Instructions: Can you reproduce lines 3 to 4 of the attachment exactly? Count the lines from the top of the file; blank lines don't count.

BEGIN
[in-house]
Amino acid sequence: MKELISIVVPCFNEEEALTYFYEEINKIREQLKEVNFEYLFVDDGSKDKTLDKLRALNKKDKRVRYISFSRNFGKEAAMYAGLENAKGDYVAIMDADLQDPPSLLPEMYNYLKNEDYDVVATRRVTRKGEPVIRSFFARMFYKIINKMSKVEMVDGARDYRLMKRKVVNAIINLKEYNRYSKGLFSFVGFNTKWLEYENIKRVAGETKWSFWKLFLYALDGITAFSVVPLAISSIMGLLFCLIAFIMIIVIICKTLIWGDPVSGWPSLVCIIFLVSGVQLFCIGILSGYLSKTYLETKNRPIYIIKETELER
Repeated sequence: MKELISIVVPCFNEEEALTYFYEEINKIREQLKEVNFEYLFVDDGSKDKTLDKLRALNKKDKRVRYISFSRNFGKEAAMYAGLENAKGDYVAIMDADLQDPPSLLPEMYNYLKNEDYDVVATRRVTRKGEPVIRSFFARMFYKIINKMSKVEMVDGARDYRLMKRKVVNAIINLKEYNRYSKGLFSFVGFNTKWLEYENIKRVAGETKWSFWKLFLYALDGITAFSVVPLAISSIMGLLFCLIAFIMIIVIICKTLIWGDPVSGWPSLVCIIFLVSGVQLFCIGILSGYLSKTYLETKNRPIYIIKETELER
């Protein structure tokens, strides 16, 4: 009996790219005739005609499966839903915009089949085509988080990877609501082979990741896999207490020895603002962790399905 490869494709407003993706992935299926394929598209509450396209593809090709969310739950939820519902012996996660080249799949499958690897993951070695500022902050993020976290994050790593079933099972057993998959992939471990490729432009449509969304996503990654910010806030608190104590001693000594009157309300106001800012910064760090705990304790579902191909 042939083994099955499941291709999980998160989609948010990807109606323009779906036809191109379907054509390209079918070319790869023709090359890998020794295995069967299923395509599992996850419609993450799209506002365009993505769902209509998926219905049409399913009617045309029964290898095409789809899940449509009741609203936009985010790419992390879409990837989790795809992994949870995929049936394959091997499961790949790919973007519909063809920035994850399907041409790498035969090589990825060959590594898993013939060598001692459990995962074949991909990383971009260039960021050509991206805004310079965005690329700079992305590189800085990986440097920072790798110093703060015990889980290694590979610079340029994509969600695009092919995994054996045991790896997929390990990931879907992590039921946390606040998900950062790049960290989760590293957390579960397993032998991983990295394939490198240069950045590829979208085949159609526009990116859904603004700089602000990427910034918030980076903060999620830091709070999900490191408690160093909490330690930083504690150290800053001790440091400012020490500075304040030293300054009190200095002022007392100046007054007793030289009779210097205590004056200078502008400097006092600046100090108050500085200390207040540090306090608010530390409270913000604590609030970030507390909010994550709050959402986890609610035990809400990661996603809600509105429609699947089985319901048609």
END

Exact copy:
Repeated sequence: MKELISIVVPCFNEEEALTYFYEEINKIREQLKEVNFEYLFVDDGSKDKTLDKLRALNKKDKRVRYISFSRNFGKEAAMYAGLENAKGDYVAIMDADLQDPPSLLPEMYNYLKNEDYDVVATRRVTRKGEPVIRSFFARMFYKIINKMSKVEMVDGARDYRLMKRKVVNAIINLKEYNRYSKGLFSFVGFNTKWLEYENIKRVAGETKWSFWKLFLYALDGITAFSVVPLAISSIMGLLFCLIAFIMIIVIICKTLIWGDPVSGWPSLVCIIFLVSGVQLFCIGILSGYLSKTYLETKNRPIYIIKETELER
């Protein structure tokens, strides 16, 4: 009996790219005739005609499966839903915009089949085509988080990877609501082979990741896999207490020895603002962790399905 490869494709407003993706992935299926394929598209509450396209593809090709969310739950939820519902012996996660080249799949499958690897993951070695500022902050993020976290994050790593079933099972057993998959992939471990490729432009449509969304996503990654910010806030608190104590001693000594009157309300106001800012910064760090705990304790579902191909 042939083994099955499941291709999980998160989609948010990807109606323009779906036809191109379907054509390209079918070319790869023709090359890998020794295995069967299923395509599992996850419609993450799209506002365009993505769902209509998926219905049409399913009617045309029964290898095409789809899940449509009741609203936009985010790419992390879409990837989790795809992994949870995929049936394959091997499961790949790919973007519909063809920035994850399907041409790498035969090589990825060959590594898993013939060598001692459990995962074949991909990383971009260039960021050509991206805004310079965005690329700079992305590189800085990986440097920072790798110093703060015990889980290694590979610079340029994509969600695009092919995994054996045991790896997929390990990931879907992590039921946390606040998900950062790049960290989760590293957390579960397993032998991983990295394939490198240069950045590829979208085949159609526009990116859904603004700089602000990427910034918030980076903060999620830091709070999900490191408690160093909490330690930083504690150290800053001790440091400012020490500075304040030293300054009190200095002022007392100046007054007793030289009779210097205590004056200078502008400097006092600046100090108050500085200390207040540090306090608010530390409270913000604590609030970030507390909010994550709050959402986890609610035990809400990661996603809600509105429609699947089985319901048609």